How does See’s choose its locations?

It’s sometimes good to have a grocery-anchored spot where there is another reason for customers to come through. Malls have upsides and downsides. If it’s the right mall there is lots of traffic; sometimes even in the L.A. area and in San Francisco, tourists might be coming through there. The challenge is we actually have a lot of customers who buy a lot of volume so parking and parking close to the shop is a key consideration. We’ll open only eight shops this year due to construction delays and other things. Last year we opened 10. We’re usually 10 to 12 shops a year.

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What are some of the things you’ve done to modernize the company since you started?

When I got here, we didn’t have PayPal or Apple Pay. Now we have those. We’ll have Venmo and Klarna. I don’t know that it’s necessarily going to change our volumes or revenue, but it’s really just making sure it’s as convenient as possible for the customer. Our ecommerce has doubled in the last two years. We cracked 1 million shipped orders in 2019; this year we’ll be at about 2 million and a lot of that volume will be in the next two weeks. We’re also leaning on social media and other means of communication with customers. We have Instagram, TikTok and Twitter and we’ve just increased the level of engagement.

Is the candy still transported in liquid tanker trucks? Tell me more about the trucks.


The chocolate gets melted at our supplier Guittard [in Burlingame], then it’s pumped into a tanker truck and it arrives at the La Cienega facility . It goes into our pipes and tanks. At this time of year, we’ll get as many as one to two trucks a day of both milk and dark chocolate. The most recent volumes we get are 50,000 pounds of chocolate per tanker.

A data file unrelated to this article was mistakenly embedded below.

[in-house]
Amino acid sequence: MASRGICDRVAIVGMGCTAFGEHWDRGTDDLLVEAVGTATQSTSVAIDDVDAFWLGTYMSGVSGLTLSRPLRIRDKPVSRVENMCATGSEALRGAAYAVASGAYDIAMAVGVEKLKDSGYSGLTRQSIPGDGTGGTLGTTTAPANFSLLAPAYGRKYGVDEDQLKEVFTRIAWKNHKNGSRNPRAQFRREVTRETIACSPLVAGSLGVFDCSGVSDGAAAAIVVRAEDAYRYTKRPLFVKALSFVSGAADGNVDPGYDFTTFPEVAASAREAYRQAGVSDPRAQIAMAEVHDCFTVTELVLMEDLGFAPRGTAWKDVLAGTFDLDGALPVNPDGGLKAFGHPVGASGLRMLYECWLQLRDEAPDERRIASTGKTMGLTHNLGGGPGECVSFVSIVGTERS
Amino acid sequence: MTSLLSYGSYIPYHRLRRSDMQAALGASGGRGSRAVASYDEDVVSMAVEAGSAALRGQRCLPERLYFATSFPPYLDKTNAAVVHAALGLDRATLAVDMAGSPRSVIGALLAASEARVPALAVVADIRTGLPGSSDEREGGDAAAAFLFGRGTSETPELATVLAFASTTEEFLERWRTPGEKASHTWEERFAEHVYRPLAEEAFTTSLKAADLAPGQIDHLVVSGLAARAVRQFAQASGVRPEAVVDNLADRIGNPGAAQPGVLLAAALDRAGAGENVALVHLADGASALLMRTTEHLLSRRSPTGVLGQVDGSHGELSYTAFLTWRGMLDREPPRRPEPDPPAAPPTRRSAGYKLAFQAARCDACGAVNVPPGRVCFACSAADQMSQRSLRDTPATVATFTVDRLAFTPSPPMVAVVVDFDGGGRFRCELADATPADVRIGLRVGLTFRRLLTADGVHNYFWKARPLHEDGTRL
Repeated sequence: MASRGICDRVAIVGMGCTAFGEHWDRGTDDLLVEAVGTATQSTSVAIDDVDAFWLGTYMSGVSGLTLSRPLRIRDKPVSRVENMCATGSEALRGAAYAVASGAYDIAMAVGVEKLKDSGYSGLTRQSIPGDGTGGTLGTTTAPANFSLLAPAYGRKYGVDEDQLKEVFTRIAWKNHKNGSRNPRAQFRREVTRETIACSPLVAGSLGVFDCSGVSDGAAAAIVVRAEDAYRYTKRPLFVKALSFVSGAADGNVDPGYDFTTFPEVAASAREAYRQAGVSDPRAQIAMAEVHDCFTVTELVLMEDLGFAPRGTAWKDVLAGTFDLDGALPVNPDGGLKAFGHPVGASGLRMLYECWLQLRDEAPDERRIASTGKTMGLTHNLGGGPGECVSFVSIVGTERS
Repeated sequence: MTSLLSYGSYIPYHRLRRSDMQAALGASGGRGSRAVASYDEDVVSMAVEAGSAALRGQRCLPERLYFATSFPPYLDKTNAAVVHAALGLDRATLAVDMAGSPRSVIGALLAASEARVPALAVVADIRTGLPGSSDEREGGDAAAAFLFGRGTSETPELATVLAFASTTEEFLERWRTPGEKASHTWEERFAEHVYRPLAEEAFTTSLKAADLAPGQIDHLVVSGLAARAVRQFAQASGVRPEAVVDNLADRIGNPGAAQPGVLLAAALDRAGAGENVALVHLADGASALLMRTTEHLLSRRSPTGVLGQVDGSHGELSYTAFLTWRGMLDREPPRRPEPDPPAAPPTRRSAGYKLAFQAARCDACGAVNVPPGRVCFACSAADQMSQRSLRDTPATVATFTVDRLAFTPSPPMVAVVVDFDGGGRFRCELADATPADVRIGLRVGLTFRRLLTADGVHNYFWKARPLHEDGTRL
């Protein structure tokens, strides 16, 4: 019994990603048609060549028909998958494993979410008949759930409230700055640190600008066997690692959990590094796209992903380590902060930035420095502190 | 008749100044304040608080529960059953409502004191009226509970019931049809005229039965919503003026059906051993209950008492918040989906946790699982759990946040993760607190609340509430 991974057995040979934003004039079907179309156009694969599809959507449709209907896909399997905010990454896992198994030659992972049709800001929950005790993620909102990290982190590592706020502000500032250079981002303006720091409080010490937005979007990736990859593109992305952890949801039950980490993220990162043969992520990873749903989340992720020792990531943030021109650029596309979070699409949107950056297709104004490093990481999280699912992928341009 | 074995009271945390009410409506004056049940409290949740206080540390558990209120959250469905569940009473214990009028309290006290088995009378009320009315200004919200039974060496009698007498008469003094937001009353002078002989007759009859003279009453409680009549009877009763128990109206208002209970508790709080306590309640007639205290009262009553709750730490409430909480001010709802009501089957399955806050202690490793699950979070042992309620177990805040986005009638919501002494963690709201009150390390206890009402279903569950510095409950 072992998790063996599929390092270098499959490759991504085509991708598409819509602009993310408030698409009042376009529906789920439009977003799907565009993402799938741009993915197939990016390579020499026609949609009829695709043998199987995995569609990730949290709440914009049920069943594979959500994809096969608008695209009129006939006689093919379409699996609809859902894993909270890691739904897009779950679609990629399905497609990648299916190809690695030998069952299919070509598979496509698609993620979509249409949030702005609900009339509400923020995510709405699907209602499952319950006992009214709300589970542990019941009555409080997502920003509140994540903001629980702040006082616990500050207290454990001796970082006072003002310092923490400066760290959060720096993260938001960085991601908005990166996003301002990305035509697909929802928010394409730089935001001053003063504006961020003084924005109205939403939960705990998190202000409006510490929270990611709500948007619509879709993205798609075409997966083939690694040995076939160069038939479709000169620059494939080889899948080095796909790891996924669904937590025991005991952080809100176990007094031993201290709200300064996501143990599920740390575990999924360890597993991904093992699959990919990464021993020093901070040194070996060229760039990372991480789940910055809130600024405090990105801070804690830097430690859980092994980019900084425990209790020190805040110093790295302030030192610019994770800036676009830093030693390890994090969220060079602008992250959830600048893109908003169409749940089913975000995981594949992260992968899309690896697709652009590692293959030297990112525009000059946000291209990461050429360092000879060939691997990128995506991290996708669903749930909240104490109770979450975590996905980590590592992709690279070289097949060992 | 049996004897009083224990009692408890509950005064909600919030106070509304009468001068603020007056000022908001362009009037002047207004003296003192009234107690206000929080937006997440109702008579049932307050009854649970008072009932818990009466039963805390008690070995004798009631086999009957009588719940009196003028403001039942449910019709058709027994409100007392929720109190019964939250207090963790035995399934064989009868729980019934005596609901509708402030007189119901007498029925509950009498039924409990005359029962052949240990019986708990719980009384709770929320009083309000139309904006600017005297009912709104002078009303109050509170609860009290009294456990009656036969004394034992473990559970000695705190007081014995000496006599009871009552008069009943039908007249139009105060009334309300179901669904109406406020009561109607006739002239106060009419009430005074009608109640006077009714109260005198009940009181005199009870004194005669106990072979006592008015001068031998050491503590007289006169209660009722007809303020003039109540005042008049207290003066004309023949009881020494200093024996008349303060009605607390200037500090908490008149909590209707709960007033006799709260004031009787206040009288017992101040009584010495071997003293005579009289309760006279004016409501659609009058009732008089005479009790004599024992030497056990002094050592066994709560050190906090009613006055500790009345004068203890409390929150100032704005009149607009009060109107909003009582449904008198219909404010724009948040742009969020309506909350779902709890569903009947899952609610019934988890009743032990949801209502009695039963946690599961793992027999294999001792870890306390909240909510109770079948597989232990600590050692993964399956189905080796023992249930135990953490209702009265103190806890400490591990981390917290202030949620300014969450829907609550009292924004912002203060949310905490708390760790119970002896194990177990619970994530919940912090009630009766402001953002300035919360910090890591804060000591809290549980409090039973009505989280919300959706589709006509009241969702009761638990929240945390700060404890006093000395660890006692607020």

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Where is the candy made?

We have three production facilities. The one on La Cienega is where we make our peanut brittle and some other brittle-type products [and chocolate candy]. Candy centers get made, then go through the enrobing line. The chocolate is then cooled and put into stock boxes. It’s shipped to a packing facility in Carson. There’s another production facility in South San Francisco. The lollipop factory that exclusively makes pops is in Burlingame. Year-round the number of employees is in the 2,500 range. This time of year it’s between 6,000 and 7,000 depending on our production schedule and our shops.

Can you name every piece of candy?

We actually have flashcards and I use them. I can pretty much recognize all of our pieces now. I am not sure when the cards were developed. I have mine at home. When I started with the company I used those for the first couple of months.


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Nov. 17, 2021

How do shop associates choose the free sample of the day?

It varies, based on if we’ve got a new piece and if it’s something that we want to get some feedback on. Sometimes it’s as simple as we have a fair amount of it in the shop so it manages our inventory. If a customer requests to sample a piece, we honor that request as long as we have that piece. Ultimately the shop manager can make that decision.